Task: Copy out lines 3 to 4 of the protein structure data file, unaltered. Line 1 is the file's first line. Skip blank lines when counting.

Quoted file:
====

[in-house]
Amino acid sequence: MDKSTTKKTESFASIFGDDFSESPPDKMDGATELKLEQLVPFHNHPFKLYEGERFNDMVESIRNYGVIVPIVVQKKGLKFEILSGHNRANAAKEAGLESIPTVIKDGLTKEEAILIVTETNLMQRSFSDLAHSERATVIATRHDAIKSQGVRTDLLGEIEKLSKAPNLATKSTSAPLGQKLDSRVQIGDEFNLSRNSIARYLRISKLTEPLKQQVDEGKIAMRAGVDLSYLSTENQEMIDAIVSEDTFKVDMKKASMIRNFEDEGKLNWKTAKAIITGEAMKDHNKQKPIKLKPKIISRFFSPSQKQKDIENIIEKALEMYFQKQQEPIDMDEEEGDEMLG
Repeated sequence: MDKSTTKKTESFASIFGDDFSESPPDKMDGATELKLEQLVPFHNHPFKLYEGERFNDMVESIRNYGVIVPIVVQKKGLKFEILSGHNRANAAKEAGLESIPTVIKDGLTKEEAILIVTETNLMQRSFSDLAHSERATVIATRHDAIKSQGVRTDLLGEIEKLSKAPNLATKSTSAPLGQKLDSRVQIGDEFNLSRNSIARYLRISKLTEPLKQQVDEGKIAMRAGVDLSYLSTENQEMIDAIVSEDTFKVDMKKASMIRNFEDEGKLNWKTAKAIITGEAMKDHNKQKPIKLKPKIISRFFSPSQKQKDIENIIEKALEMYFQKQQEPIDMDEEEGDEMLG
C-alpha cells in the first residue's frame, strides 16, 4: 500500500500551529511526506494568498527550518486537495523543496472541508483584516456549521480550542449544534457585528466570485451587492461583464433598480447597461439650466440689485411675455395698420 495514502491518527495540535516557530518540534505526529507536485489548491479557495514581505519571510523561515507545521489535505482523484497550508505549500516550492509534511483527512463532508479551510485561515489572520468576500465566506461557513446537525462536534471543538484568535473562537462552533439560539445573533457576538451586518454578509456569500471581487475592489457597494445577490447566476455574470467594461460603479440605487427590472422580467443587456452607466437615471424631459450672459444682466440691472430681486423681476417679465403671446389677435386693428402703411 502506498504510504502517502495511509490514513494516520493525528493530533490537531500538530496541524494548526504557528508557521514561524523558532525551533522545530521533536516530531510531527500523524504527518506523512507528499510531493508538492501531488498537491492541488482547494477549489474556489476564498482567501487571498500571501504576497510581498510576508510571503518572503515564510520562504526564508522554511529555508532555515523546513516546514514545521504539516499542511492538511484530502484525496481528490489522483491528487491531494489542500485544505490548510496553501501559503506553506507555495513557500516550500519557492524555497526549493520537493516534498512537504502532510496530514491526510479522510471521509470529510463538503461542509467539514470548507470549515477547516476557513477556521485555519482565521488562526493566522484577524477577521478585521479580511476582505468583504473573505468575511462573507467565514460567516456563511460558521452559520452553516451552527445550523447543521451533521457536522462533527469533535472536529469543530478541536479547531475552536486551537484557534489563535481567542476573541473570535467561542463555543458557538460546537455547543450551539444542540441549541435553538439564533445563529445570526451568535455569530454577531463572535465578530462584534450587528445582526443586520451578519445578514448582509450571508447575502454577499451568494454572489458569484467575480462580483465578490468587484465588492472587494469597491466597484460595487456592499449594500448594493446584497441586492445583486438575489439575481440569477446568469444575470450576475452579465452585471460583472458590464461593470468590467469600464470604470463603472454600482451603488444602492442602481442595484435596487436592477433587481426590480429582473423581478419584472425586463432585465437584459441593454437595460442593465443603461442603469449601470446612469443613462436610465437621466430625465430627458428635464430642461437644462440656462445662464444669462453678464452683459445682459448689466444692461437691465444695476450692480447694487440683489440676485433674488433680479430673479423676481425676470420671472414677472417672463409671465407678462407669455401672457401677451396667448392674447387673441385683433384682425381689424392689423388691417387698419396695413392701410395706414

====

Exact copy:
Repeated sequence: MDKSTTKKTESFASIFGDDFSESPPDKMDGATELKLEQLVPFHNHPFKLYEGERFNDMVESIRNYGVIVPIVVQKKGLKFEILSGHNRANAAKEAGLESIPTVIKDGLTKEEAILIVTETNLMQRSFSDLAHSERATVIATRHDAIKSQGVRTDLLGEIEKLSKAPNLATKSTSAPLGQKLDSRVQIGDEFNLSRNSIARYLRISKLTEPLKQQVDEGKIAMRAGVDLSYLSTENQEMIDAIVSEDTFKVDMKKASMIRNFEDEGKLNWKTAKAIITGEAMKDHNKQKPIKLKPKIISRFFSPSQKQKDIENIIEKALEMYFQKQQEPIDMDEEEGDEMLG
C-alpha cells in the first residue's frame, strides 16, 4: 500500500500551529511526506494568498527550518486537495523543496472541508483584516456549521480550542449544534457585528466570485451587492461583464433598480447597461439650466440689485411675455395698420 495514502491518527495540535516557530518540534505526529507536485489548491479557495514581505519571510523561515507545521489535505482523484497550508505549500516550492509534511483527512463532508479551510485561515489572520468576500465566506461557513446537525462536534471543538484568535473562537462552533439560539445573533457576538451586518454578509456569500471581487475592489457597494445577490447566476455574470467594461460603479440605487427590472422580467443587456452607466437615471424631459450672459444682466440691472430681486423681476417679465403671446389677435386693428402703411 502506498504510504502517502495511509490514513494516520493525528493530533490537531500538530496541524494548526504557528508557521514561524523558532525551533522545530521533536516530531510531527500523524504527518506523512507528499510531493508538492501531488498537491492541488482547494477549489474556489476564498482567501487571498500571501504576497510581498510576508510571503518572503515564510520562504526564508522554511529555508532555515523546513516546514514545521504539516499542511492538511484530502484525496481528490489522483491528487491531494489542500485544505490548510496553501501559503506553506507555495513557500516550500519557492524555497526549493520537493516534498512537504502532510496530514491526510479522510471521509470529510463538503461542509467539514470548507470549515477547516476557513477556521485555519482565521488562526493566522484577524477577521478585521479580511476582505468583504473573505468575511462573507467565514460567516456563511460558521452559520452553516451552527445550523447543521451533521457536522462533527469533535472536529469543530478541536479547531475552536486551537484557534489563535481567542476573541473570535467561542463555543458557538460546537455547543450551539444542540441549541435553538439564533445563529445570526451568535455569530454577531463572535465578530462584534450587528445582526443586520451578519445578514448582509450571508447575502454577499451568494454572489458569484467575480462580483465578490468587484465588492472587494469597491466597484460595487456592499449594500448594493446584497441586492445583486438575489439575481440569477446568469444575470450576475452579465452585471460583472458590464461593470468590467469600464470604470463603472454600482451603488444602492442602481442595484435596487436592477433587481426590480429582473423581478419584472425586463432585465437584459441593454437595460442593465443603461442603469449601470446612469443613462436610465437621466430625465430627458428635464430642461437644462440656462445662464444669462453678464452683459445682459448689466444692461437691465444695476450692480447694487440683489440676485433674488433680479430673479423676481425676470420671472414677472417672463409671465407678462407669455401672457401677451396667448392674447387673441385683433384682425381689424392689423388691417387698419396695413392701410395706414